“The best way to reach people is to talk to them directly, one-to-one,” Hamlet said. “Being able to talk to people, you get the richest sense of what’s going on with them. They’re either more comfortable and willing to share or you’re just able to capture more because you have their attention in the moment.”

Hamlet said that it is important to understand that it can be sensitive to ask someone about their food security status. 

“You never want to make someone feel like you are pitying them instead of empowering them to have a say in what’s going on in their neighborhood and their environment, particularly in environments that are often marginalized anyway,” she said. 

Each grantee is required to have an evaluation tool on their progress, according to Kaitlyn Kelley, the research coordinator for the project. Kelley said she is collecting this data to share with Novo Nordisk. For example, there may be checkpoints at farmer's markets for shoppers to provide feedback. 

“I think it’s really important to amplify everyone’s voice in their community,” Kelley said. “I think everyone should really have a say in the different programs … that are being given to them, that they’re a part of. You don’t want to create a program without having the consumer in mind. You want to have their feedback because it’s how the program can grow.”

Hamlet explained that the grantees were chosen based on existing relationships with the communities they are serving as most of the organizations are physically in Wards 7 and 8 to reach residents. 

A Community Advisory Board is in the works for the future, which will include farmers, entrepreneurs and community activists who live in or contribute directly to Wards 7 and 8 to give their feedback on the program, according to Hamlet.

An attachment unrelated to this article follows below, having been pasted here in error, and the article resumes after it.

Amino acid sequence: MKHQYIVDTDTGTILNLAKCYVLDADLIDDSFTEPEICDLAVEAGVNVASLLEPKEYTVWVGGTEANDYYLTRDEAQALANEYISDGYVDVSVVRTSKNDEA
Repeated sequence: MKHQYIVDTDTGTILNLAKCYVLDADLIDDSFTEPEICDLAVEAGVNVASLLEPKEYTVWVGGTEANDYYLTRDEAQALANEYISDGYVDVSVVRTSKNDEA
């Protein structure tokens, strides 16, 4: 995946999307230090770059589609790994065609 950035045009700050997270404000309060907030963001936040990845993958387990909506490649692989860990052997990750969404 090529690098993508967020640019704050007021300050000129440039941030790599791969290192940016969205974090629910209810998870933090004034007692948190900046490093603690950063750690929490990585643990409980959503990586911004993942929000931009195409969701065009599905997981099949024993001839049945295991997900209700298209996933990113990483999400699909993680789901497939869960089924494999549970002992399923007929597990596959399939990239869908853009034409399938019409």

Thelonious Cook is the president of The Mid-Atlantic Black Farmers Caucus — which started in August 2023 – and the owner and operator of Mighty Thundercloud Edible Forest, a five-acre farm in Birdsnest, Virginia.

“The vision is really to create a sustainable regional food system, where we can produce all of what we consume right here from the region,” Cook told The Eagle. 

At his farm, Cook said he likes to focus on niche crops with ethnic histories. He cited yellow watermelons and African varieties of okra as examples. He also “grows staple crops that African Americans are accustomed to in the South,” such as collard greens, sweet potatoes and turnips. 

Cook said that he works with community-based partners, food banks and other organizations that are feeding food desert areas and focuses specifically on “historically underserved producers,” such as Black and Indigenous farmers. 

“As farmers, we feel very strongly about organizing ourselves so that we can be able to … distribute food to the areas that need it,” Cook said.  “It’s really about … ensuring that our Black farmers are going to be successful and be sustainable and be here for the next generations.”

The Caucus was given a small portion of the grant money from the Healthy Schools, Healthy Communities lab back in January to sponsor two coach buses to transport Caucus members on three local farm tours across D.C. 

Cook said that the Caucus is a “support network” that is “reestablishing focus on community.”

“We had never really united and come together as a regional community and that’s one of the things that we’ve been able to do in a very short time,” Cook said. 

McClave emphasized the importance of listening to the residents in the communities that the lab is working to serve. 

“We’re in the community. We’re listening to residents. We’re hearing what they want and what they need, and we’re constantly updating and modifying our projects and programs to be that,” McClave said. “We want to make sure that it’s not just us creating a program based off of data and research, but also based off of the interest and focus of community members and what they believe their community and neighborhoods need the most to stay healthy.”

This article was edited by Walker Whalen, Zoe Bell, Tyler Davis and Abigail Turner. Copy editing done by Luna Jinks, Isabelle Kravis and Ariana Kavoossi.

administration@theeagleonline.com